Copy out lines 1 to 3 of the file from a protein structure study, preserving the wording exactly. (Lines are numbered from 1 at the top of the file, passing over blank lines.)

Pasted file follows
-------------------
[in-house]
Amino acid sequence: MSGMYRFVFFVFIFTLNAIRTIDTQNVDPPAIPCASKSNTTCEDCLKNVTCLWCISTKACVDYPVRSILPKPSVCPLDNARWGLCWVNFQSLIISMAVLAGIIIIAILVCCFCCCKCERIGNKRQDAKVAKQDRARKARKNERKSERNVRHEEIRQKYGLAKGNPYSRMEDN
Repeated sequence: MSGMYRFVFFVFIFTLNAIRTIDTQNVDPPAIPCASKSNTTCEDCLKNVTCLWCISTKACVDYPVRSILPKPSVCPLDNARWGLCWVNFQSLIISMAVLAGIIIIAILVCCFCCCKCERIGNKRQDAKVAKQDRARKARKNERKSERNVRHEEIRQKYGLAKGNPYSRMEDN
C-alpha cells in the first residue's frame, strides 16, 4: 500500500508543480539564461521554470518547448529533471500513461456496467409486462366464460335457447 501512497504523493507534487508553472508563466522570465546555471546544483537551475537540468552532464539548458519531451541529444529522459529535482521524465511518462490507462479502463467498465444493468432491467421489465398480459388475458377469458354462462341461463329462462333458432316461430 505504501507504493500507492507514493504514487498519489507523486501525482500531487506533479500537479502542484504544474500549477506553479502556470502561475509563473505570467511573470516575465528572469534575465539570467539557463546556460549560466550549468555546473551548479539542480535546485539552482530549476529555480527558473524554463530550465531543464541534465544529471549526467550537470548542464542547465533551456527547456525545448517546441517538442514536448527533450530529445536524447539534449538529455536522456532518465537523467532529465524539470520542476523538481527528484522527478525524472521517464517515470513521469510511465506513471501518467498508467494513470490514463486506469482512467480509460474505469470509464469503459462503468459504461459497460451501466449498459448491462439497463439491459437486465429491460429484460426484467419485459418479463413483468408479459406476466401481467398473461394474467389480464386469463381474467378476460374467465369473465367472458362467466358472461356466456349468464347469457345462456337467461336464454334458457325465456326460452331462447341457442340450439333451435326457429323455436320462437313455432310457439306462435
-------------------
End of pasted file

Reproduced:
[in-house]
Amino acid sequence: MSGMYRFVFFVFIFTLNAIRTIDTQNVDPPAIPCASKSNTTCEDCLKNVTCLWCISTKACVDYPVRSILPKPSVCPLDNARWGLCWVNFQSLIISMAVLAGIIIIAILVCCFCCCKCERIGNKRQDAKVAKQDRARKARKNERKSERNVRHEEIRQKYGLAKGNPYSRMEDN
Repeated sequence: MSGMYRFVFFVFIFTLNAIRTIDTQNVDPPAIPCASKSNTTCEDCLKNVTCLWCISTKACVDYPVRSILPKPSVCPLDNARWGLCWVNFQSLIISMAVLAGIIIIAILVCCFCCCKCERIGNKRQDAKVAKQDRARKARKNERKSERNVRHEEIRQKYGLAKGNPYSRMEDN